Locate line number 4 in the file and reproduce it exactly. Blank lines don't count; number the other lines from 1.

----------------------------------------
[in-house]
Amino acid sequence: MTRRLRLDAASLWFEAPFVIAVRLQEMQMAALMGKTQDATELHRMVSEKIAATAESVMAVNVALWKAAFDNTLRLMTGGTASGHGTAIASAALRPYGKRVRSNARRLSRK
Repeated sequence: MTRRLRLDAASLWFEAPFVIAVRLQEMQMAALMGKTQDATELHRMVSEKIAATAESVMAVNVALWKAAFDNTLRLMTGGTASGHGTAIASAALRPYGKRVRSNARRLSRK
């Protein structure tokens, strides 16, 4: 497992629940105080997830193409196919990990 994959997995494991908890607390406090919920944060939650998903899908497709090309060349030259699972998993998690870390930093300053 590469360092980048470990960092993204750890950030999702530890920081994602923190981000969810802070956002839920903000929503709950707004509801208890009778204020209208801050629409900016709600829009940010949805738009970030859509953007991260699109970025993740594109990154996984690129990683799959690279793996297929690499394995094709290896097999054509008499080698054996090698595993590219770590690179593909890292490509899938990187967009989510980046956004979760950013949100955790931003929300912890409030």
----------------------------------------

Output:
């Protein structure tokens, strides 16, 4: 497992629940105080997830193409196919990990 994959997995494991908890607390406090919920944060939650998903899908497709090309060349030259699972998993998690870390930093300053 590469360092980048470990960092993204750890950030999702530890920081994602923190981000969810802070956002839920903000929503709950707004509801208890009778204020209208801050629409900016709600829009940010949805738009970030859509953007991260699109970025993740594109990154996984690129990683799959690279793996297929690499394995094709290896097999054509008499080698054996090698595993590219770590690179593909890292490509899938990187967009989510980046956004979760950013949100955790931003929300912890409030």